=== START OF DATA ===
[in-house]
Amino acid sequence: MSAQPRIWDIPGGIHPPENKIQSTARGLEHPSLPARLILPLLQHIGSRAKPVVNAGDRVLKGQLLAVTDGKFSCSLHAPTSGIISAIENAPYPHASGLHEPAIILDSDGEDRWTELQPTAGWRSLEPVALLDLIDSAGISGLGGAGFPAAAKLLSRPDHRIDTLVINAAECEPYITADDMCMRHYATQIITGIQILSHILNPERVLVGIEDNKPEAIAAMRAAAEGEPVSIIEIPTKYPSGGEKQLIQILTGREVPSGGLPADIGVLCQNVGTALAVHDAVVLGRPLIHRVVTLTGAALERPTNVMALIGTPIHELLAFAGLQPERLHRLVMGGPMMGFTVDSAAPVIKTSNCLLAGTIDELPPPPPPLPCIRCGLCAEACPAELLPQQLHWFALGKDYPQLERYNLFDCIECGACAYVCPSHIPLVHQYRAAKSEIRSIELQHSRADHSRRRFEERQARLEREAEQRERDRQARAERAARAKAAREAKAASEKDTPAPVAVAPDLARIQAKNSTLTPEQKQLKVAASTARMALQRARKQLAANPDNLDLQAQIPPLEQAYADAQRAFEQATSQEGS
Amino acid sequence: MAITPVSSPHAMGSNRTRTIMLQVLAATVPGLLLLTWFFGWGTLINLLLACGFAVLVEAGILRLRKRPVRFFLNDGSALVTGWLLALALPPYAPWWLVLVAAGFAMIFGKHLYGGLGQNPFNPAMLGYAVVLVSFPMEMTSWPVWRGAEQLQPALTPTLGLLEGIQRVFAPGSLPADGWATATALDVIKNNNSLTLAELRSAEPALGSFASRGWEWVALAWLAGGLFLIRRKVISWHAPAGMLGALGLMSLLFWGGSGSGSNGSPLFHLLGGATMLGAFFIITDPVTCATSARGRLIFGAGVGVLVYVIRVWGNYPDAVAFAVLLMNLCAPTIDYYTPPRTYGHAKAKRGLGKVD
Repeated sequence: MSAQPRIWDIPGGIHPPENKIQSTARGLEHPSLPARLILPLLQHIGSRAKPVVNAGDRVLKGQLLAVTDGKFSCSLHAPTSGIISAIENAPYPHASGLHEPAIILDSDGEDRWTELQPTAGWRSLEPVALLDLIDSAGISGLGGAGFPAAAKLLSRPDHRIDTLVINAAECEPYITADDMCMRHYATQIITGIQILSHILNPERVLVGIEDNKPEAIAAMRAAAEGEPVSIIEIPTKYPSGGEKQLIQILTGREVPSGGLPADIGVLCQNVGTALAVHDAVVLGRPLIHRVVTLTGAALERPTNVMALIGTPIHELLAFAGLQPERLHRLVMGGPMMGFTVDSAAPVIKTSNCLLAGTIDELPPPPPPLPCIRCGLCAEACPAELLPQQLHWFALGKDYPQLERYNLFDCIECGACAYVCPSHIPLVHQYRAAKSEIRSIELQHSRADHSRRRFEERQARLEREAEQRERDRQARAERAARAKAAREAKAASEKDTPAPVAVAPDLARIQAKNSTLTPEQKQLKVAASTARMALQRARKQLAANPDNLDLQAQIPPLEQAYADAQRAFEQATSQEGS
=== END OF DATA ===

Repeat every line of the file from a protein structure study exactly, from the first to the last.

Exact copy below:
[in-house]
Amino acid sequence: MSAQPRIWDIPGGIHPPENKIQSTARGLEHPSLPARLILPLLQHIGSRAKPVVNAGDRVLKGQLLAVTDGKFSCSLHAPTSGIISAIENAPYPHASGLHEPAIILDSDGEDRWTELQPTAGWRSLEPVALLDLIDSAGISGLGGAGFPAAAKLLSRPDHRIDTLVINAAECEPYITADDMCMRHYATQIITGIQILSHILNPERVLVGIEDNKPEAIAAMRAAAEGEPVSIIEIPTKYPSGGEKQLIQILTGREVPSGGLPADIGVLCQNVGTALAVHDAVVLGRPLIHRVVTLTGAALERPTNVMALIGTPIHELLAFAGLQPERLHRLVMGGPMMGFTVDSAAPVIKTSNCLLAGTIDELPPPPPPLPCIRCGLCAEACPAELLPQQLHWFALGKDYPQLERYNLFDCIECGACAYVCPSHIPLVHQYRAAKSEIRSIELQHSRADHSRRRFEERQARLEREAEQRERDRQARAERAARAKAAREAKAASEKDTPAPVAVAPDLARIQAKNSTLTPEQKQLKVAASTARMALQRARKQLAANPDNLDLQAQIPPLEQAYADAQRAFEQATSQEGS
Amino acid sequence: MAITPVSSPHAMGSNRTRTIMLQVLAATVPGLLLLTWFFGWGTLINLLLACGFAVLVEAGILRLRKRPVRFFLNDGSALVTGWLLALALPPYAPWWLVLVAAGFAMIFGKHLYGGLGQNPFNPAMLGYAVVLVSFPMEMTSWPVWRGAEQLQPALTPTLGLLEGIQRVFAPGSLPADGWATATALDVIKNNNSLTLAELRSAEPALGSFASRGWEWVALAWLAGGLFLIRRKVISWHAPAGMLGALGLMSLLFWGGSGSGSNGSPLFHLLGGATMLGAFFIITDPVTCATSARGRLIFGAGVGVLVYVIRVWGNYPDAVAFAVLLMNLCAPTIDYYTPPRTYGHAKAKRGLGKVD
Repeated sequence: MSAQPRIWDIPGGIHPPENKIQSTARGLEHPSLPARLILPLLQHIGSRAKPVVNAGDRVLKGQLLAVTDGKFSCSLHAPTSGIISAIENAPYPHASGLHEPAIILDSDGEDRWTELQPTAGWRSLEPVALLDLIDSAGISGLGGAGFPAAAKLLSRPDHRIDTLVINAAECEPYITADDMCMRHYATQIITGIQILSHILNPERVLVGIEDNKPEAIAAMRAAAEGEPVSIIEIPTKYPSGGEKQLIQILTGREVPSGGLPADIGVLCQNVGTALAVHDAVVLGRPLIHRVVTLTGAALERPTNVMALIGTPIHELLAFAGLQPERLHRLVMGGPMMGFTVDSAAPVIKTSNCLLAGTIDELPPPPPPLPCIRCGLCAEACPAELLPQQLHWFALGKDYPQLERYNLFDCIECGACAYVCPSHIPLVHQYRAAKSEIRSIELQHSRADHSRRRFEERQARLEREAEQRERDRQARAERAARAKAAREAKAASEKDTPAPVAVAPDLARIQAKNSTLTPEQKQLKVAASTARMALQRARKQLAANPDNLDLQAQIPPLEQAYADAQRAFEQATSQEGS